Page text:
To obtain maximum yields, raspberries must be pruned properly.
Pruning produces higher yields by increasing berry size. It also helps control
diseases. Pruning procedures are based on the growth and fruiting
characteristics of the plants.
Raspberries are unique because their roots and crowns are perennial, while
their stems or canes are biennial. A raspberry plant may survive and produce
fruit for many years. However, individual canes live only two years and then
During the first growing season, the shoots of purple, black, and summer-bearing
red raspberries are strictly vegetative (non-fruiting). The following year,
these same canes flower, produce fruit, and then die.
Fall-bearing red raspberries naturally produce two crops. The first crop is
produced in late summer or early fall at the tips of the current season’s
growth. The following year, a summer crop is produced on the lower portions of
these same canes. After the second crop, the canes die.
Red raspberries produce new canes from buds located at the base of the previous
season’s growth and on their roots. Because red raspberries sucker freely, they
need to be confined to a 1- to 2-foot-wide hedgerow.
Black and purple raspberries produce new canes only from buds located at the
base of the existing canes. As a result, they tend to remain in their original
How to prune summer-bearing red raspberries
March or early April, remove all weak, diseased, and damaged canes at ground
level. Leave the most vigorous canes, those approximately Ľ inch in diameter
when measured 30 inches from the ground. When finished, remaining canes should
be spaced about 6 inches apart. Also, prune out the tips of the canes that have
died due to winter injury. Cut back to live tissue. Maintain plants in a 1- to
2-foot-wide hedgerow using a rototiller or spade.
After the last harvest of summer, prune off the old fruiting canes at the soil
surface. Remove the pruned material from the garden and destroy it.
How to prune fall-bearing red raspberries for two crops
In March or early April, remove all weak, diseased, and damaged canes
leaving only the most vigorous canes. Also prune out the tips of the canes. The
summer crop will be produced on the lateral (side) shoots of the remaining
portions of the canes. Maintain the plants in a 1- to 2-foot-wide hedgerow.
After the summer crop has been harvested, remove the old fruiting canes and
How to prune fall-bearing red raspberries for one crop
(Total crop yield is typically larger using the one-crop system instead of
the two-crop system.) In March or early April, prune all canes back to ground
level. This eliminates the summer crop, but the fall crop matures one to two
weeks earlier. Maintain the plants in a 1- to 2-foot-wide hedgerow. No summer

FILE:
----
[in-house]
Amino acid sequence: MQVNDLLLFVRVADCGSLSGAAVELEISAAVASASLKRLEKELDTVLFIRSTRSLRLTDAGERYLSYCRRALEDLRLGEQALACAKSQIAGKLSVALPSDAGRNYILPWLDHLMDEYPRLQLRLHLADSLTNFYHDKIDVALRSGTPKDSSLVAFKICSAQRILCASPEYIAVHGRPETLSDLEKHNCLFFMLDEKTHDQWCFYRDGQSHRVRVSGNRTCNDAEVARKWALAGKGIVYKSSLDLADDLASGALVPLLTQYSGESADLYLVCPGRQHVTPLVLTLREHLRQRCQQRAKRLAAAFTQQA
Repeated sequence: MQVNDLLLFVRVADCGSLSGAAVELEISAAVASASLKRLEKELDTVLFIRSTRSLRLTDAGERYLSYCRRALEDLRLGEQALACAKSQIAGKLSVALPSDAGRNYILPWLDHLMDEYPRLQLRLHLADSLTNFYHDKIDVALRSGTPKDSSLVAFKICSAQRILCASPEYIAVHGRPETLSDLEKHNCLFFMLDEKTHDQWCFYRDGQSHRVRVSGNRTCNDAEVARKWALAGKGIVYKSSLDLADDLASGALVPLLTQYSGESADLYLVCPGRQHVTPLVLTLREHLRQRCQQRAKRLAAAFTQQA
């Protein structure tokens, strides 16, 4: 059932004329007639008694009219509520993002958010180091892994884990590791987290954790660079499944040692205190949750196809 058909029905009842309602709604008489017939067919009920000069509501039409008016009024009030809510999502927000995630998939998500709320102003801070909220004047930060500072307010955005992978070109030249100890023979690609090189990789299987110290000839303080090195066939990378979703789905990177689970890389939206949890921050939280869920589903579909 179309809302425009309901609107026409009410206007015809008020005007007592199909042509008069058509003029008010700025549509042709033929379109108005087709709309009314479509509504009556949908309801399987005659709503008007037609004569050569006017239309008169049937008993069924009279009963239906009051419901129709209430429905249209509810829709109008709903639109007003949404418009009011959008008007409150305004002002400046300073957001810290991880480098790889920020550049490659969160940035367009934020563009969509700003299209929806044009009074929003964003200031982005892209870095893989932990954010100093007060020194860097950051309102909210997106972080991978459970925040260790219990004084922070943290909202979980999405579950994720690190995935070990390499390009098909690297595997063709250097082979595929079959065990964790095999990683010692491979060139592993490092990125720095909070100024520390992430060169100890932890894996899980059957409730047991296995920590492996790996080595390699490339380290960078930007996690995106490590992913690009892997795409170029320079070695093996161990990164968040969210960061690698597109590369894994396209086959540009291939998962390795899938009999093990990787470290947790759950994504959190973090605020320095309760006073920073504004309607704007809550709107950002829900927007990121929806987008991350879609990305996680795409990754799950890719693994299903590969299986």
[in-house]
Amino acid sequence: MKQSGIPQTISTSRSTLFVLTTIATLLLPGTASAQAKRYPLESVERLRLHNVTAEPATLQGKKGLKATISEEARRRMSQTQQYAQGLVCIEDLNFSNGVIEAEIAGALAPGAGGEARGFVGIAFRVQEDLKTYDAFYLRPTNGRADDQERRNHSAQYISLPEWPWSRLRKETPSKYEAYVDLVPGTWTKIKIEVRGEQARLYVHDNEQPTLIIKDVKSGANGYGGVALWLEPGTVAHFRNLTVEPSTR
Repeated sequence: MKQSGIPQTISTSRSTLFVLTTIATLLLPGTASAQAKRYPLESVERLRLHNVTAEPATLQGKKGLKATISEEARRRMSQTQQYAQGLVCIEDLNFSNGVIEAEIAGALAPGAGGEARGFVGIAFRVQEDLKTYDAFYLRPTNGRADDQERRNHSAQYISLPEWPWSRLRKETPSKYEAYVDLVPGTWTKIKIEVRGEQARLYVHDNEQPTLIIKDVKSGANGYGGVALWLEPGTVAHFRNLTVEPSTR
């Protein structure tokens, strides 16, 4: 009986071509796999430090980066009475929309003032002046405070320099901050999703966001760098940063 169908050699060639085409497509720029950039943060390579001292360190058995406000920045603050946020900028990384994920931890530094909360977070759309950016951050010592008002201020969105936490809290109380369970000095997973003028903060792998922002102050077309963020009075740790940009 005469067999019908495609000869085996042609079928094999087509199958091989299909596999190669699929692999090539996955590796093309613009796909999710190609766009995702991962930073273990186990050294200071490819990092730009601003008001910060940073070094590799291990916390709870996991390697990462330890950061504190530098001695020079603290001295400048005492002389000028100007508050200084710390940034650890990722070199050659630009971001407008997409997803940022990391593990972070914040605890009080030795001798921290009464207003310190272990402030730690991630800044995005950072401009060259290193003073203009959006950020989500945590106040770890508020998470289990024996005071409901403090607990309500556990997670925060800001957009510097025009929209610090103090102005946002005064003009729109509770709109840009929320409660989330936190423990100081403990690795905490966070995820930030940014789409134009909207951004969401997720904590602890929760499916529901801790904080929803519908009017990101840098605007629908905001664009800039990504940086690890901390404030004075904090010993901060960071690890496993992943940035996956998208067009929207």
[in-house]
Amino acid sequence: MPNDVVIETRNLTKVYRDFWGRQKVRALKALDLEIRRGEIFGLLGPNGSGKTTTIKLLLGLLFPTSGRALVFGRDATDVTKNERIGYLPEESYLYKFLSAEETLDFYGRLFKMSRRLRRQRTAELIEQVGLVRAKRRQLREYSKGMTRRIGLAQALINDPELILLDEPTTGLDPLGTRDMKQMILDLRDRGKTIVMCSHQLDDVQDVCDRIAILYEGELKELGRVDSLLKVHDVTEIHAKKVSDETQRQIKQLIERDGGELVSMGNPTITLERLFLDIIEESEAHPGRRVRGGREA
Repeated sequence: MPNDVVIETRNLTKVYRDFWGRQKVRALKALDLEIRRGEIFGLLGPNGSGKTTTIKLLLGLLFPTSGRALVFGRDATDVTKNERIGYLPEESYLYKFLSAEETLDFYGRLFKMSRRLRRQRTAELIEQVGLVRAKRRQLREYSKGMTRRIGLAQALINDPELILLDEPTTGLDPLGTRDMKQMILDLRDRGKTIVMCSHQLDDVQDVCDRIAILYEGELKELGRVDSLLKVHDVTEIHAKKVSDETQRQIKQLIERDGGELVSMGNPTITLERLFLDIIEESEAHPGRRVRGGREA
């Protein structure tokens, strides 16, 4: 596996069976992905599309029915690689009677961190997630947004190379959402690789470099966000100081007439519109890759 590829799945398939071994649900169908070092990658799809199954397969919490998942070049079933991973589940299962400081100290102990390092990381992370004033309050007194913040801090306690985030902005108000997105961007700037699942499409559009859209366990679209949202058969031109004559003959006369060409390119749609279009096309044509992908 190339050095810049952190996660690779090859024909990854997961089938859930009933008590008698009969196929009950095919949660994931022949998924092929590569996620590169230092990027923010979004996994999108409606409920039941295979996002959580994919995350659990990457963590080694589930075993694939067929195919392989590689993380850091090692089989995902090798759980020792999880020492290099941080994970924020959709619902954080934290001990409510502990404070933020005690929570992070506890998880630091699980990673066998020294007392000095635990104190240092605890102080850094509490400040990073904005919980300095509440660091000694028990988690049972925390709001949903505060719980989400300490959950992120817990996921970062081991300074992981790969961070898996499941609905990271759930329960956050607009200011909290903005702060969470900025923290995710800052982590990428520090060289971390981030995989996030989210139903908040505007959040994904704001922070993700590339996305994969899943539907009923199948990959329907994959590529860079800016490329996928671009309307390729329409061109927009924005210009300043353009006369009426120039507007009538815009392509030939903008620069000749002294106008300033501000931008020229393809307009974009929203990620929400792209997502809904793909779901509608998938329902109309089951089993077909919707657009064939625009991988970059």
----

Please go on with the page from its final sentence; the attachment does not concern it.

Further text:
pruning is necessary.
How to prune yellow raspberries
A small number of yellow raspberry varieties are available. They are
identical to red raspberries except for the fruit color. Prune summer-bearing
and fall-bearing yellow raspberries as you would their red raspberry
How to prune black and purple raspberries
March or early April, remove all of the small, weak canes, leaving only four or
five of the largest, most vigorous canes per clump or plant. Cut back the
lateral branches to 12 inches in length for black raspberries and 18 inches for
Starting in late May or when the new growth reaches a height of 36 to 48 inches,
pinch out or cut off the shoot tips. Remove about 3 to 4 inches of the shoot
encourages lateral shoot development and increases the fruiting surface area,
resulting in higher yields. Since all the new shoots will not reach the desired
height at the same time, it will be necessary to go over the planting about once
each week from late May to late July. Shoot tip removal can be discontinued at
the end of July. Those canes that develop after July will be small, weak, and
unproductive and should be pruned out the following spring.
A note from Bemis Farms Nursery – Don’t forget to fertilize your
raspberries. An 8-8-8 fertilizer is a great slow-release solution. Apply at
Halloween and in the spring for best results.
Our thanks to Iowa State University Extension for putting together such a clear
and concise fact sheet.
For more information
Horticultural information on selection, planting, cultural practices, and
environmental quality is available from your local Iowa State University
Extension office and from these Web sites.
ISU Extension Publications— www.extension.iastate.edu/pubs
ISU Horticulture— www.yardandgarden.extension.iastate.edu
Reiman Gardens— www.reimangardens.iastate.edu
If you want to learn more about horticulture through training and volunteer
work, ask your ISU Extension office for information about the ISU Extension
Master Gardener program.
File: Hort and LA 2-3 Written by Richard Jauron, extension
horticulturist. Edited by Diane Nelson, extension communication specialist.
Issued in furtherance of Cooperative Extension work, Acts of May 8 and June 30,
1914, in cooperation with the U.S. Department of Agriculture. Stanley R.
Johnson, director, Cooperative Extension Service, Iowa State University of
Science and Technology, Ames, Iowa.
. . . and justice for all The U.S. Department of Agriculture (USDA) prohibits
discrimination in all its programs and activities on the basis of race, color,
national origin, gender, religion, age, disability, political beliefs, sexual
orientation, and marital or family status. (Not all prohibited bases apply to
all programs.) Many materials can be made available in alternative formats for
ADA clients. To file a complaint of discrimination, write USDA, Office of Civil
Rights, Room 326-W, Whitten Building, 14th and Independence Avenue, SW,
Washington, DC 20250-9410 or call 202-720-5964. RG 501 Revised January 2005